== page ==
In Advent, we are waiting, anticipating, and longing for Christ. Perhaps, like John the Baptist, we should also be asking questions. Who are we, why are we here, and who or what are we waiting for? Are we prepared for the moments when we come face to face with the Messiah in our lives? Are we ready to be transformed? Are we willing to be disciples? Will we say with Dietrich Bonhoeffer, writing from a Nazi prison only a few months before he was killed, "Whoever I am, thou knowest, O God, I am thine."

            We would all like to faithfully answer “yes” to all these questions. “Here I am Lord, send me.” “I will with God’s help.” But it not always easy. We are all too often self- concerned, self-indulgent, and self-righteous. And we have many questions. Jesus opens His arms in invitation and beckons us come. We must take a step forward, which means leaving behind our old selves to be resurrected into the life of Christ. Receiving God’s compassion, forgiveness, mercy, and joy also involves taking up our cross. Our transformation into disciples of Christ means being led into uncomfortable situations. Fulfilling God’s purpose for our lives may lead us where we never imagined we would go. It put John in prison and cost him his head. It led Jesus to death on a cross.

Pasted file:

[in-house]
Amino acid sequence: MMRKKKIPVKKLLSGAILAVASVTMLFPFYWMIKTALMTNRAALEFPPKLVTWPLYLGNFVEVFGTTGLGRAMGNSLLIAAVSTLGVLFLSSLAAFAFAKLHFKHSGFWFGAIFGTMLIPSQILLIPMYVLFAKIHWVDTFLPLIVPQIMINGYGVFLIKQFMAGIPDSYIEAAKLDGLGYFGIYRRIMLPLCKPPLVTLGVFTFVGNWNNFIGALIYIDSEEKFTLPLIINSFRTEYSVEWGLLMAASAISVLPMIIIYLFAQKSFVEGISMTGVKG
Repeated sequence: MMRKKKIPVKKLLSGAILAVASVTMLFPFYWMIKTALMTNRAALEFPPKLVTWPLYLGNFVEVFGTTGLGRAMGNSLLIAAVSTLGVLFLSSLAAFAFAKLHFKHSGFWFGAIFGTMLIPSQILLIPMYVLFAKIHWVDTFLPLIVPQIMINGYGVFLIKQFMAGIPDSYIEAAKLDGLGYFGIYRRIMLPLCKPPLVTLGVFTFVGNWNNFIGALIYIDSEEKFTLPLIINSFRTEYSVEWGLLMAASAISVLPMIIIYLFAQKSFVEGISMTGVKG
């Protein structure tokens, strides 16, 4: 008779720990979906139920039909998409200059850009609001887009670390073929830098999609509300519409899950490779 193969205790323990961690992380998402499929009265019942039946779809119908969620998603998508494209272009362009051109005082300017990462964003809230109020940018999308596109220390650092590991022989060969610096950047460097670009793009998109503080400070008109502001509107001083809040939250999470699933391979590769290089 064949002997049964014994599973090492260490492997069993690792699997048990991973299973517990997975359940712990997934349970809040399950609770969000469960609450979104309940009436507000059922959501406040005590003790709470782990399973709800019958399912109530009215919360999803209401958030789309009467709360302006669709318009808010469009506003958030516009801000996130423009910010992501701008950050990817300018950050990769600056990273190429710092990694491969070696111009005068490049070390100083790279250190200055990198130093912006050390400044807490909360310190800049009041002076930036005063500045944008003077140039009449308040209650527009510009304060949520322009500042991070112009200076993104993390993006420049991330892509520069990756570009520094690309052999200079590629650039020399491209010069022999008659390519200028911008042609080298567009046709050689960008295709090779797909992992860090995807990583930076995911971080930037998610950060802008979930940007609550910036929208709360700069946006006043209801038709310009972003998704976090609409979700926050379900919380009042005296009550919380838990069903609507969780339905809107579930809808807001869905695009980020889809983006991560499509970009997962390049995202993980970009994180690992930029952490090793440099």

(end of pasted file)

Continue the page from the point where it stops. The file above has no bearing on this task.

The season of Advent is the time when the Church chooses to keep alive the hope that God is not finished either with creation or with human history, that God is present in our lives and in the life of the world, to bring about the purposes that God intends. We are called to participate in God’s continuing salvation of humanity. We are to attend to the blind by showing them the image of God revealed in Christ. We are to proclaim the Gospel to those who cannot or will not hear it. We are to lift up the downtrodden, make whole the broken, include the outcast, and companion the lonely. To those who are aimlessly wandering like zombies, we are to share our life in Christ.

            As we await the coming of Jesus with longing and anticipation, and look forward to the joyous adoration and celebration, let us be prepared for meeting God face to face, and recognizing Christ in the world. Let us point to and participate in God's saving activity, as we ourselves are being saved, and join in the work to proclaim and prepare the way of the Lord. AMEN.